just goes to prove, you say any word enough, and it gets kinda funny. sorry to get off subject, but the slag caught my eye.

that guy is a freakin monster in those pictures. sweet.

#12 Wed, 01/31/2007 - 10:48pm

yeah dude that guy is huge.

#13 Thu, 02/01/2007 - 7:51am

You know what I'M getting sick of? Those stupid bulls&*t pieces of Chinese manufactured plastic garbage that Mr. Kellogg and his ilk continually try to pass off as the "toy suprise inside!" of my Cocoa Puffs. Take me back to the old days when we used to have quality products, like secret decoder rings and baking soda-powered submarines.

But seriously, if you go out and spend three G's (or more!) on something that someone on the World-Wide Waste of time told you is cool, then you're a bigger retard than I thought. Try out what's available in your area, and make your decision based on that. (For the millionth time!) As the photographic and results-based evidence proves, if you're comfortable in it, and you train hard, you can win (or fit) on anything.

...and yes, you lucky bast&*ds, this advice was free. (But I AM accepting donations.)


PS - I will try to find a pic - there's a 6'10" guy in my club who can paddle just about anything (and crank!) Pacific NW paddlers, you know who I'm talking about!

PPS - Go, MPI paddling!

#14 Thu, 02/01/2007 - 9:35am

KUDOS GOTO KUDOS. Well said, some people still haven't gotten the message here. Try all the boats and pick what you like, One of the boats in my previous post will suit you well. I wasn't goofing off, its an honest attempt to help. I was keeping it real. Real as it gets fo shizzle.

HOLLA, go MPI paddling. Keeps it real yo! Keeps it real!


#15 Thu, 02/01/2007 - 11:07am

Interesting gaggle of opinions from presumably dimunitive paddlers of questionable pedigree. Lots of chatter obscuring a well-intentioned question from an earnest novice seeking constructive advice. Let me tell you, the average sized paddlers that excel on any canoe don't face the same challenges those 6'7 and up are forced to confront. The boat manufacturers don't account for our unusual length, and the center of gravity is often compromised when configured to fit us. There is not a single 1-man racer in Hawaii over 6'6 and 240 lbs that is in the top-20 ever...
Willpower, fitness levels, etc., can't overcome the design of certain boats intended for smaller paddlers (fuze, hurricane, naia iki, etc.) if you are 6'7 245. Al Lipp and Mike Giblin are the fastest big men on Hurricanes, but they are several inches and 50 lbs. short of our inquiring novice friend from the big island.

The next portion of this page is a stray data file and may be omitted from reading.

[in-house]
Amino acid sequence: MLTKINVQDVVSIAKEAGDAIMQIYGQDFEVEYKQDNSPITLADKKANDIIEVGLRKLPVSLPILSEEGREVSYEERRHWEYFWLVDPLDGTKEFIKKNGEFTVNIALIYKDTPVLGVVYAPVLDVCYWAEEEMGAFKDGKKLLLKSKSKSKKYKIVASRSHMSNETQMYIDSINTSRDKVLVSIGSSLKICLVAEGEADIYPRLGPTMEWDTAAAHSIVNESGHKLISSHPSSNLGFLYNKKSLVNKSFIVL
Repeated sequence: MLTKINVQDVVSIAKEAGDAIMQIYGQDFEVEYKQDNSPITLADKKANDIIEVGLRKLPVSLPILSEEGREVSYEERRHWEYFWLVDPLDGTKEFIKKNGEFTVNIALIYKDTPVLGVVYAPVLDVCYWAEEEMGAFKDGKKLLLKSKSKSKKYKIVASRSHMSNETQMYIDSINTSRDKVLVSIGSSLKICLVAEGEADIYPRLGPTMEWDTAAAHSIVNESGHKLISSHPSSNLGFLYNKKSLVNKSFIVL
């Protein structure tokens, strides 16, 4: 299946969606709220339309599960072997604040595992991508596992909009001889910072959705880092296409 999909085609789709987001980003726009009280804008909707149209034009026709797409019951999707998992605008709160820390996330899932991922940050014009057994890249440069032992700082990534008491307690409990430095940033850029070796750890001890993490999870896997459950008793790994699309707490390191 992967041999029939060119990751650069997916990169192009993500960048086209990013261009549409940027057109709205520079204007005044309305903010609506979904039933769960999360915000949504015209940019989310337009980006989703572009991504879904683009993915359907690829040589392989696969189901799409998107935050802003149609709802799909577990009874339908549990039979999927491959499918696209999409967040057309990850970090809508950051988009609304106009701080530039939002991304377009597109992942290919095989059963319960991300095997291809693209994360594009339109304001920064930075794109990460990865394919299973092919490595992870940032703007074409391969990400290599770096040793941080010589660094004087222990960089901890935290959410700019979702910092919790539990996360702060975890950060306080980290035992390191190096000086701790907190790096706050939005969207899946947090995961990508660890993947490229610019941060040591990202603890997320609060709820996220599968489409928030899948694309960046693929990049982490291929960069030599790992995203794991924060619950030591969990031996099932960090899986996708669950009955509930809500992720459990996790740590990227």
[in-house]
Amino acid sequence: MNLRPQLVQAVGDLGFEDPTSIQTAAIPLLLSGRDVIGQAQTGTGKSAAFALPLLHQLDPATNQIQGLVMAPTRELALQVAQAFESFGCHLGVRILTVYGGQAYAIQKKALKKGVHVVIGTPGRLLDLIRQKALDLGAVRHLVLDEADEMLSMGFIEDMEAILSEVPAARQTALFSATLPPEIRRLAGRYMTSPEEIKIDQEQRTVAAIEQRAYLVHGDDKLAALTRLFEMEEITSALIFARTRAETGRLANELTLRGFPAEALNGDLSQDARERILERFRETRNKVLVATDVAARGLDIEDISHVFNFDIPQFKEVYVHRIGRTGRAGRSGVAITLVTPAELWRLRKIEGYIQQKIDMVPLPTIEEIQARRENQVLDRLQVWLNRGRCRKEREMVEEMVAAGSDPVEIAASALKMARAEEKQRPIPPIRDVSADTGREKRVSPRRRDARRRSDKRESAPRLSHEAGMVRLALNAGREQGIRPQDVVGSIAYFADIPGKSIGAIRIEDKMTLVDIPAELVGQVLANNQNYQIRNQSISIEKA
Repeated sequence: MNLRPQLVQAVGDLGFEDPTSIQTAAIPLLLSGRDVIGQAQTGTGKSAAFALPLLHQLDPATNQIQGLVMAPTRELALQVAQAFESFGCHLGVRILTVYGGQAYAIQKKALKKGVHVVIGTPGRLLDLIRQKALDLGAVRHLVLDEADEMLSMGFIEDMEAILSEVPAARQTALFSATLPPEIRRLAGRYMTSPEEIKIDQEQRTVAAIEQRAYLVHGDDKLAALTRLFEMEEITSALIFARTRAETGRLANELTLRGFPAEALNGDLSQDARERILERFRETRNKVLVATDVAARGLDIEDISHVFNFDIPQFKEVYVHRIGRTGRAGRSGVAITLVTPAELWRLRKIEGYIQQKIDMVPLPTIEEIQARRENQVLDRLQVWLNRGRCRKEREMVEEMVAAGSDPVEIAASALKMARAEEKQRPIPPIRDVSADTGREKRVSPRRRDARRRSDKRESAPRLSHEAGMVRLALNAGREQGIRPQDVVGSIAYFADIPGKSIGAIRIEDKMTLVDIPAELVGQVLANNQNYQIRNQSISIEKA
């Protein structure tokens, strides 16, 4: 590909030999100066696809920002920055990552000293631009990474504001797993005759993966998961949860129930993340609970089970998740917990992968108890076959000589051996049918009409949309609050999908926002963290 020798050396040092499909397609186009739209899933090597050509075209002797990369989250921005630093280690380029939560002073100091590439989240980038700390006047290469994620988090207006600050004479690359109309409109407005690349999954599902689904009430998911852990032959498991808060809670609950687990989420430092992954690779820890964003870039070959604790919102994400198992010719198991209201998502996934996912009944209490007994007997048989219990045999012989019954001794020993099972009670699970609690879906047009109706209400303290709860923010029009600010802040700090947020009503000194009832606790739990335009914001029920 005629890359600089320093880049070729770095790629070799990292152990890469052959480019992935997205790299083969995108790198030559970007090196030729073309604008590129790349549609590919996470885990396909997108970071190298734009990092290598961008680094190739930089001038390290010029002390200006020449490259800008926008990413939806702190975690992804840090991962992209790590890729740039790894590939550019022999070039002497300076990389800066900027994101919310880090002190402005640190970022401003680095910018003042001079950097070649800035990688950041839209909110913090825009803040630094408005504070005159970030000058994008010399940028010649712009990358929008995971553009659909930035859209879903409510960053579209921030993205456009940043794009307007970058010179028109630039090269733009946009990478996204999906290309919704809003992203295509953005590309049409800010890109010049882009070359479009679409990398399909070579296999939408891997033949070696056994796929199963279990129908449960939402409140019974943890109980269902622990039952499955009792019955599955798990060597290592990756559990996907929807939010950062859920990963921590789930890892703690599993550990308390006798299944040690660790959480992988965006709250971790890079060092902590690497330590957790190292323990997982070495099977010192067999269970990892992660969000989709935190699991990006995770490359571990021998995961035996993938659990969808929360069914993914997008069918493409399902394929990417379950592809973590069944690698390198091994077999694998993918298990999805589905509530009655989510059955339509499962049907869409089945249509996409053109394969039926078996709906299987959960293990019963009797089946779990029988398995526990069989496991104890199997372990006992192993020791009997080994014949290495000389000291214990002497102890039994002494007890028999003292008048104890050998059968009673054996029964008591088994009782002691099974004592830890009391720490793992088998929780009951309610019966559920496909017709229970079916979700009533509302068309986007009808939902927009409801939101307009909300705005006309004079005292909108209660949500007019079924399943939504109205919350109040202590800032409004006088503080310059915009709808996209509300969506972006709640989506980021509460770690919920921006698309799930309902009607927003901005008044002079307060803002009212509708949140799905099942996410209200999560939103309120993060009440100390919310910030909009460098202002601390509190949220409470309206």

As a long time fan of the website, and first time forum contributor, it would be nice to see more constructive and informative input, and less ignorant sass directed towards new paddlers looking for some advice from those who might have some knowledge to contribute.
Soapbox dismount commencing, happy paddling to all!

#16 Thu, 02/01/2007 - 4:18pm

Are you questioning my pedigree?

...bigjed and mangisepik are obviously smart paddlers, who know their OC-1s - all I'm saying is that if you buy a boat just because they said to, WITHOUT TRYING IT FIRST, you're dumb.

I love everyone, G.

...and the reason no one who's 6'6" finishes in the top 20, is because there's no one that tall who lives in Hawaii.

#17 Thu, 02/01/2007 - 5:41pm

Bigjed, although its a downward spiral of ignorance at times, it's QUALITY "sass." It's entertaining and as an American, I demand to be entertained, specifically with sarcastic wit at someone else's expense.

#18 Thu, 02/01/2007 - 5:43pm

Gotta back Bigjed on his post...... Well stated...... Gotta disagree with e02060 ........ There isn't any Quality "sass" happening here......
Back on topic. Someone suggested a Stingray. Good volume but I find the footwells too tight if you have big feet.

#19 Thu, 02/01/2007 - 6:09pm

Hey, you know what I think is funny? (just my opinion...) When people who like to "stay on topic" get all futless 'cause others are being too "sassy" for them.

If anyone reading this thread is feeling a little futless right now, let me know - I got plenty of futs I can share.